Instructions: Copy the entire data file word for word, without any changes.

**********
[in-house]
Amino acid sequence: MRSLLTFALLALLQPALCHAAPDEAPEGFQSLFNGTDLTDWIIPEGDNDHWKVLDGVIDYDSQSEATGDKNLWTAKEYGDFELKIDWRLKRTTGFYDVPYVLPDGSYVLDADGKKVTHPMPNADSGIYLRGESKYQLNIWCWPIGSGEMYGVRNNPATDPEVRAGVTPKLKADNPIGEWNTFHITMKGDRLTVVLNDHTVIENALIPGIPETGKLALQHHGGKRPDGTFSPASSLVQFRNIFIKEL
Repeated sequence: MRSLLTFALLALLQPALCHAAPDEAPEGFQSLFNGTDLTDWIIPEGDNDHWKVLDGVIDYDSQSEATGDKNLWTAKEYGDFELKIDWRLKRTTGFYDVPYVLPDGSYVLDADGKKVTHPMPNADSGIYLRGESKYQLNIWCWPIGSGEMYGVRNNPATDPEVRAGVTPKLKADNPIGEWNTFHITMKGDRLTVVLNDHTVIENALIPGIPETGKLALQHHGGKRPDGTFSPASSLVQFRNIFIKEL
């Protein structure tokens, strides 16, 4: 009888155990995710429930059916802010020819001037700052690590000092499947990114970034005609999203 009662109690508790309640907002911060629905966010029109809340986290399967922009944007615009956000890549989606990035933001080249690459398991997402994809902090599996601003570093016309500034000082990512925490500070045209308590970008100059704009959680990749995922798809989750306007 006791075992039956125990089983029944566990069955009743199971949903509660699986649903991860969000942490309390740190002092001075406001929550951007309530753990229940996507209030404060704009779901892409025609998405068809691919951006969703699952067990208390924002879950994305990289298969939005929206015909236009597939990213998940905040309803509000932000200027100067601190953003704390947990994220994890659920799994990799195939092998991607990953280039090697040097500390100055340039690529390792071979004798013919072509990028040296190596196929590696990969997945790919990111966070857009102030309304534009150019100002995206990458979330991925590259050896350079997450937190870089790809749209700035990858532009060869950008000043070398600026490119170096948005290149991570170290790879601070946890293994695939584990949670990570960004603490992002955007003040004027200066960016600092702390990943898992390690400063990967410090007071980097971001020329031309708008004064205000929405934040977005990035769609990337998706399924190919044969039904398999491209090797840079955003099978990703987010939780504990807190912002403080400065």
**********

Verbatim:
[in-house]
Amino acid sequence: MRSLLTFALLALLQPALCHAAPDEAPEGFQSLFNGTDLTDWIIPEGDNDHWKVLDGVIDYDSQSEATGDKNLWTAKEYGDFELKIDWRLKRTTGFYDVPYVLPDGSYVLDADGKKVTHPMPNADSGIYLRGESKYQLNIWCWPIGSGEMYGVRNNPATDPEVRAGVTPKLKADNPIGEWNTFHITMKGDRLTVVLNDHTVIENALIPGIPETGKLALQHHGGKRPDGTFSPASSLVQFRNIFIKEL
Repeated sequence: MRSLLTFALLALLQPALCHAAPDEAPEGFQSLFNGTDLTDWIIPEGDNDHWKVLDGVIDYDSQSEATGDKNLWTAKEYGDFELKIDWRLKRTTGFYDVPYVLPDGSYVLDADGKKVTHPMPNADSGIYLRGESKYQLNIWCWPIGSGEMYGVRNNPATDPEVRAGVTPKLKADNPIGEWNTFHITMKGDRLTVVLNDHTVIENALIPGIPETGKLALQHHGGKRPDGTFSPASSLVQFRNIFIKEL
């Protein structure tokens, strides 16, 4: 009888155990995710429930059916802010020819001037700052690590000092499947990114970034005609999203 009662109690508790309640907002911060629905966010029109809340986290399967922009944007615009956000890549989606990035933001080249690459398991997402994809902090599996601003570093016309500034000082990512925490500070045209308590970008100059704009959680990749995922798809989750306007 006791075992039956125990089983029944566990069955009743199971949903509660699986649903991860969000942490309390740190002092001075406001929550951007309530753990229940996507209030404060704009779901892409025609998405068809691919951006969703699952067990208390924002879950994305990289298969939005929206015909236009597939990213998940905040309803509000932000200027100067601190953003704390947990994220994890659920799994990799195939092998991607990953280039090697040097500390100055340039690529390792071979004798013919072509990028040296190596196929590696990969997945790919990111966070857009102030309304534009150019100002995206990458979330991925590259050896350079997450937190870089790809749209700035990858532009060869950008000043070398600026490119170096948005290149991570170290790879601070946890293994695939584990949670990570960004603490992002955007003040004027200066960016600092702390990943898992390690400063990967410090007071980097971001020329031309708008004064205000929405934040977005990035769609990337998706399924190919044969039904398999491209090797840079955003099978990703987010939780504990807190912002403080400065």